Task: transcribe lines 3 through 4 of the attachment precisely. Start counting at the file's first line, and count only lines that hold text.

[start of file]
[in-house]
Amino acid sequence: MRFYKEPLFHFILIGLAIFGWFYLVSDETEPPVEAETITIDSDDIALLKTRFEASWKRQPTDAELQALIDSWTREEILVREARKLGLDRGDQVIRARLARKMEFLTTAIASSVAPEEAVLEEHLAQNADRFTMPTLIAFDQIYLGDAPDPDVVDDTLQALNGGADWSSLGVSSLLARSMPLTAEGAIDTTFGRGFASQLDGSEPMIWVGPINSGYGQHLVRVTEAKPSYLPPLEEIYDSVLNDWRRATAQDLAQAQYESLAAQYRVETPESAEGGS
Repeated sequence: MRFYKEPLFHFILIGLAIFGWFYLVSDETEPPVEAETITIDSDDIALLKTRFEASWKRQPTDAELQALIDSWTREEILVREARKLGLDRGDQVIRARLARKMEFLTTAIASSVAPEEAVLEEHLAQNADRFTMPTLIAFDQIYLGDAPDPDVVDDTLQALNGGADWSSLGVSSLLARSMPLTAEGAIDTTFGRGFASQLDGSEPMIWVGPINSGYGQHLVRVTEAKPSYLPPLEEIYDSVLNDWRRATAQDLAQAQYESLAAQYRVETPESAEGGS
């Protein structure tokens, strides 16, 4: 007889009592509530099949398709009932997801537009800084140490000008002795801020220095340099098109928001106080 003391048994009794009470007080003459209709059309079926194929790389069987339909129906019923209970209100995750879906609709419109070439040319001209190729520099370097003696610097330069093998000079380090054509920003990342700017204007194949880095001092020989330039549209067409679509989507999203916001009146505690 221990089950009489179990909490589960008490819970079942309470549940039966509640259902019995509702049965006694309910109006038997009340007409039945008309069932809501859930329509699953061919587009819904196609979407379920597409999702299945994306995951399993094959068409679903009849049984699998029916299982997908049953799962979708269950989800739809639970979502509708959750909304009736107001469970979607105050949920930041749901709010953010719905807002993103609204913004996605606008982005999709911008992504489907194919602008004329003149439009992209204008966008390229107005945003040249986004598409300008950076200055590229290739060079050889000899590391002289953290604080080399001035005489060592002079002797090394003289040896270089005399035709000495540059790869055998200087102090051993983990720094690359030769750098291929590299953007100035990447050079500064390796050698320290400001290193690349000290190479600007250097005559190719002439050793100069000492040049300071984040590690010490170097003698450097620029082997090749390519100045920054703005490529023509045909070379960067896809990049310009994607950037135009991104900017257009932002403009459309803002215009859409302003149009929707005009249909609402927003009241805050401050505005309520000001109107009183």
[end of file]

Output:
Repeated sequence: MRFYKEPLFHFILIGLAIFGWFYLVSDETEPPVEAETITIDSDDIALLKTRFEASWKRQPTDAELQALIDSWTREEILVREARKLGLDRGDQVIRARLARKMEFLTTAIASSVAPEEAVLEEHLAQNADRFTMPTLIAFDQIYLGDAPDPDVVDDTLQALNGGADWSSLGVSSLLARSMPLTAEGAIDTTFGRGFASQLDGSEPMIWVGPINSGYGQHLVRVTEAKPSYLPPLEEIYDSVLNDWRRATAQDLAQAQYESLAAQYRVETPESAEGGS
């Protein structure tokens, strides 16, 4: 007889009592509530099949398709009932997801537009800084140490000008002795801020220095340099098109928001106080 003391048994009794009470007080003459209709059309079926194929790389069987339909129906019923209970209100995750879906609709419109070439040319001209190729520099370097003696610097330069093998000079380090054509920003990342700017204007194949880095001092020989330039549209067409679509989507999203916001009146505690 221990089950009489179990909490589960008490819970079942309470549940039966509640259902019995509702049965006694309910109006038997009340007409039945008309069932809501859930329509699953061919587009819904196609979407379920597409999702299945994306995951399993094959068409679903009849049984699998029916299982997908049953799962979708269950989800739809639970979502509708959750909304009736107001469970979607105050949920930041749901709010953010719905807002993103609204913004996605606008982005999709911008992504489907194919602008004329003149439009992209204008966008390229107005945003040249986004598409300008950076200055590229290739060079050889000899590391002289953290604080080399001035005489060592002079002797090394003289040896270089005399035709000495540059790869055998200087102090051993983990720094690359030769750098291929590299953007100035990447050079500064390796050698320290400001290193690349000290190479600007250097005559190719002439050793100069000492040049300071984040590690010490170097003698450097620029082997090749390519100045920054703005490529023509045909070379960067896809990049310009994607950037135009991104900017257009932002403009459309803002215009859409302003149009929707005009249909609402927003009241805050401050505005309520000001109107009183």